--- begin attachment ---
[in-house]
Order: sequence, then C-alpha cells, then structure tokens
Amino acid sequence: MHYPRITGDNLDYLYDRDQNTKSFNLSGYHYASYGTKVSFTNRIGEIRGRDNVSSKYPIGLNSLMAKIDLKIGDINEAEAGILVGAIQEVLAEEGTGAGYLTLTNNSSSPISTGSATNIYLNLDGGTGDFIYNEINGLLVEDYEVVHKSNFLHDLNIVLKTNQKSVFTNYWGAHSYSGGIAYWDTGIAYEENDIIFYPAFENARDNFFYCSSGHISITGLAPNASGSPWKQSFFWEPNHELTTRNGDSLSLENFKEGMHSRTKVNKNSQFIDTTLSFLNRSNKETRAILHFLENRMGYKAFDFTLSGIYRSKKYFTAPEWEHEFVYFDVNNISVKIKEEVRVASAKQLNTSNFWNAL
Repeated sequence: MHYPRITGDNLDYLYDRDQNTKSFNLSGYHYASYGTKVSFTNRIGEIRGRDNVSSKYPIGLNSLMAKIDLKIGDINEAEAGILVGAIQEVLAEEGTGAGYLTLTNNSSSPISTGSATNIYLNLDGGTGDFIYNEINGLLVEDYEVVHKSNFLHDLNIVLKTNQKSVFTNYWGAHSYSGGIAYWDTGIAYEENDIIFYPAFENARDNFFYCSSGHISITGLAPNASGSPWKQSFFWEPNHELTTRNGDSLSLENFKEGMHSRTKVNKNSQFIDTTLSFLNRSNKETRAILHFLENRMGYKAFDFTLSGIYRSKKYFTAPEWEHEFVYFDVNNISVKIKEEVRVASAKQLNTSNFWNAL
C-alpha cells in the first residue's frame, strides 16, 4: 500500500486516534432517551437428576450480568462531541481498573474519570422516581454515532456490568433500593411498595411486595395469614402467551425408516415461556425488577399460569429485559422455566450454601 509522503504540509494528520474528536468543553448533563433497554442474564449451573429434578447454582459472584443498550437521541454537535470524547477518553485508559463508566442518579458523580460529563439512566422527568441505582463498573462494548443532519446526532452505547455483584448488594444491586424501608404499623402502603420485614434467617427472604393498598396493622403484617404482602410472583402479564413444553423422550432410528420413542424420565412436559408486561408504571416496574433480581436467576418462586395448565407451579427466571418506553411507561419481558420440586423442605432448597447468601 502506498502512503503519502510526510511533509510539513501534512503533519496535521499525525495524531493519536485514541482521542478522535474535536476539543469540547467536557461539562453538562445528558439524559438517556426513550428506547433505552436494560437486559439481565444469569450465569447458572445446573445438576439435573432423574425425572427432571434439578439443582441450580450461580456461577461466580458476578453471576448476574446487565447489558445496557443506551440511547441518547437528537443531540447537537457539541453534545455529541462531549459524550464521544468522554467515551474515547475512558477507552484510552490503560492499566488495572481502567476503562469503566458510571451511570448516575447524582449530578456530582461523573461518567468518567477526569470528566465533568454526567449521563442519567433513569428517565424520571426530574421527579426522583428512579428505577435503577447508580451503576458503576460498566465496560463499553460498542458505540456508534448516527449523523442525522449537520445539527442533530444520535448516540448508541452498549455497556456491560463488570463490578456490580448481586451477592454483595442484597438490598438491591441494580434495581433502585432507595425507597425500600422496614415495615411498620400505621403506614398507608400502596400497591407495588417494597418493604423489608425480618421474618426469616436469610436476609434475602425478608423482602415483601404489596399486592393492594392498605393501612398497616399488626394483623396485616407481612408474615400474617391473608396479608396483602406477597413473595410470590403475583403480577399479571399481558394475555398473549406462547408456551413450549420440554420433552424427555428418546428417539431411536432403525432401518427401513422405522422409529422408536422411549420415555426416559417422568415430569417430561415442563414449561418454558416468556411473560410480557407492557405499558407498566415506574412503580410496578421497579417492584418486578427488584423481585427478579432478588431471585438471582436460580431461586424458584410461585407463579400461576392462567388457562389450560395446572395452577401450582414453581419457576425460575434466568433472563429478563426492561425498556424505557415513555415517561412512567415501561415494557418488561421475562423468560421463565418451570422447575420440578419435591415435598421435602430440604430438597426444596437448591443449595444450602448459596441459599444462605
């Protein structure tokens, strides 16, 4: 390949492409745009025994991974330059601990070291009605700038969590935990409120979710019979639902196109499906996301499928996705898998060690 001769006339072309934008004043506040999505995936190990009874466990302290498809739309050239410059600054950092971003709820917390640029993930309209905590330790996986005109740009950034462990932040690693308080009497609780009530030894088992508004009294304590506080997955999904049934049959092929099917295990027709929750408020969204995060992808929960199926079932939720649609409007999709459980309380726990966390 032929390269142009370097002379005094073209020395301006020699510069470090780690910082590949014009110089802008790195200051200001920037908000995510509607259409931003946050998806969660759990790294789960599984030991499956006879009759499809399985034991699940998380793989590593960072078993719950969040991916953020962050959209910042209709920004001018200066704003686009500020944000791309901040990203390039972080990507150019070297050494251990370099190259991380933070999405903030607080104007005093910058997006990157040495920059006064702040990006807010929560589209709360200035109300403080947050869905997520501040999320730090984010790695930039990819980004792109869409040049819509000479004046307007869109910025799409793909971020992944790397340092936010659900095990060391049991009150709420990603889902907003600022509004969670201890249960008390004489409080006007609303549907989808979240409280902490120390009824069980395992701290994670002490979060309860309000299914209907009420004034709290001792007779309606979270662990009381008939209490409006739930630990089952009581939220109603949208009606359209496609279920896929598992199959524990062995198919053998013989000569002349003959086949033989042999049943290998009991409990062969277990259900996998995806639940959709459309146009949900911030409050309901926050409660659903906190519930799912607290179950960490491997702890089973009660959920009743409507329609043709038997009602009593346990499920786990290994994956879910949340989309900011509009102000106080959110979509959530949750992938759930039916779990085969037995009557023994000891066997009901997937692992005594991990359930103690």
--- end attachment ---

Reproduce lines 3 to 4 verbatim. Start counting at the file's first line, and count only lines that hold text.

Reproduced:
Amino acid sequence: MHYPRITGDNLDYLYDRDQNTKSFNLSGYHYASYGTKVSFTNRIGEIRGRDNVSSKYPIGLNSLMAKIDLKIGDINEAEAGILVGAIQEVLAEEGTGAGYLTLTNNSSSPISTGSATNIYLNLDGGTGDFIYNEINGLLVEDYEVVHKSNFLHDLNIVLKTNQKSVFTNYWGAHSYSGGIAYWDTGIAYEENDIIFYPAFENARDNFFYCSSGHISITGLAPNASGSPWKQSFFWEPNHELTTRNGDSLSLENFKEGMHSRTKVNKNSQFIDTTLSFLNRSNKETRAILHFLENRMGYKAFDFTLSGIYRSKKYFTAPEWEHEFVYFDVNNISVKIKEEVRVASAKQLNTSNFWNAL
Repeated sequence: MHYPRITGDNLDYLYDRDQNTKSFNLSGYHYASYGTKVSFTNRIGEIRGRDNVSSKYPIGLNSLMAKIDLKIGDINEAEAGILVGAIQEVLAEEGTGAGYLTLTNNSSSPISTGSATNIYLNLDGGTGDFIYNEINGLLVEDYEVVHKSNFLHDLNIVLKTNQKSVFTNYWGAHSYSGGIAYWDTGIAYEENDIIFYPAFENARDNFFYCSSGHISITGLAPNASGSPWKQSFFWEPNHELTTRNGDSLSLENFKEGMHSRTKVNKNSQFIDTTLSFLNRSNKETRAILHFLENRMGYKAFDFTLSGIYRSKKYFTAPEWEHEFVYFDVNNISVKIKEEVRVASAKQLNTSNFWNAL